|Title||Resource Depletion, Climate Change, and Economic Growth|
|Year of Publication||2013|
|Institution||Global Citizen Foundation|
|Keywords||Carbon pricing, climate change, environmental degradation, food prices, green growth, greenhouse gas emissions, international cooperation, natural resource depletion, population growth|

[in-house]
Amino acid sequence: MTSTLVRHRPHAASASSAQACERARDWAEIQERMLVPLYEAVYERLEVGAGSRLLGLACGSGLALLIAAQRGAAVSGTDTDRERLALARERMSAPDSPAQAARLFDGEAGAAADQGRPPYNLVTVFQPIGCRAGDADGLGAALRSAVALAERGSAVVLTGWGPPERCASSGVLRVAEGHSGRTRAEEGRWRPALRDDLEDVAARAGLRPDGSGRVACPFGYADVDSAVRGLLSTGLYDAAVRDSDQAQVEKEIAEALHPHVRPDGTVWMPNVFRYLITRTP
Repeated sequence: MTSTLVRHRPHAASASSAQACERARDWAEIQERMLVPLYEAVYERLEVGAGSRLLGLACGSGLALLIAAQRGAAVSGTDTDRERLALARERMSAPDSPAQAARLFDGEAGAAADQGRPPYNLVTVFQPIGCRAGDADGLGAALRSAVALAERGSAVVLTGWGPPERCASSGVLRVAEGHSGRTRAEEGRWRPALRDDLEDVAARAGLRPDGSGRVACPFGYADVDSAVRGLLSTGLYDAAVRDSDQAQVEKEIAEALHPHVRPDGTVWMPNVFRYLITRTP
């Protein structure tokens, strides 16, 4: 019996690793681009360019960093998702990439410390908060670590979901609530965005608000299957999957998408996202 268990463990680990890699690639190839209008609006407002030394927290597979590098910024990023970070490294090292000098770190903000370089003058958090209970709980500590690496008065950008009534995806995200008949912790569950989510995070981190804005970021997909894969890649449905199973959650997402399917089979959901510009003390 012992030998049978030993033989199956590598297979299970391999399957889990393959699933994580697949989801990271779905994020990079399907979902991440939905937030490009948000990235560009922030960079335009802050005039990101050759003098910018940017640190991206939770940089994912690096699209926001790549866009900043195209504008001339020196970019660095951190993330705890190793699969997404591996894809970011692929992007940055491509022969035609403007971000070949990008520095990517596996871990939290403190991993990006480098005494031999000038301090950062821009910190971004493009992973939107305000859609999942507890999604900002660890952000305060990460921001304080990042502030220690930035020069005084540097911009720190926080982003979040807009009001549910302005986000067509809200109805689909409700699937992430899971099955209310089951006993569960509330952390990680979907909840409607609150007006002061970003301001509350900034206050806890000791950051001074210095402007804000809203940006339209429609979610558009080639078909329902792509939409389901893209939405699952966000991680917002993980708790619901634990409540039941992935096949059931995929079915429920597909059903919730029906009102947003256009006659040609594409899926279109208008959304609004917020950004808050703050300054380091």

Current patterns of energy and natural resource use, agricultural practices, and urbanization appear to be largely unsustainable and require urgent remediation. Left unchecked, these patterns will lead to dangerous climate change and reduced economic growth, as a result of increased economic, social, and environmental costs and decreased productivity. Current economic models fail to incorporate the effects of high-carbon growth on climate change and environmental degradation. A new generation of economic models is needed that account for the risk of catastrophic impacts, do not overestimate the costs of climate change action, and use a discount rate that does not treat future generations as less important than the current one. Models of how economies adjust to tighter environmental policies need to incorporate new evidence that actions such as increasing energy and resource efficiency can lead to larger win-win gains than were earlier thought possible; that smart policies combining carbon pricing and directed investment in research can lead to increased investment, growth, and competitiveness; and that investment can be raised by providing long-term policy confidence about the price of carbon and associated risks of stranded assets. A variety of policies—including removing subsidies on fossil fuels, pricing carbon, addressing other market failures, improving international cooperation, and facilitating citizen voice through the marketplace—will play an important role in putting economic processes on a more sustainable footing.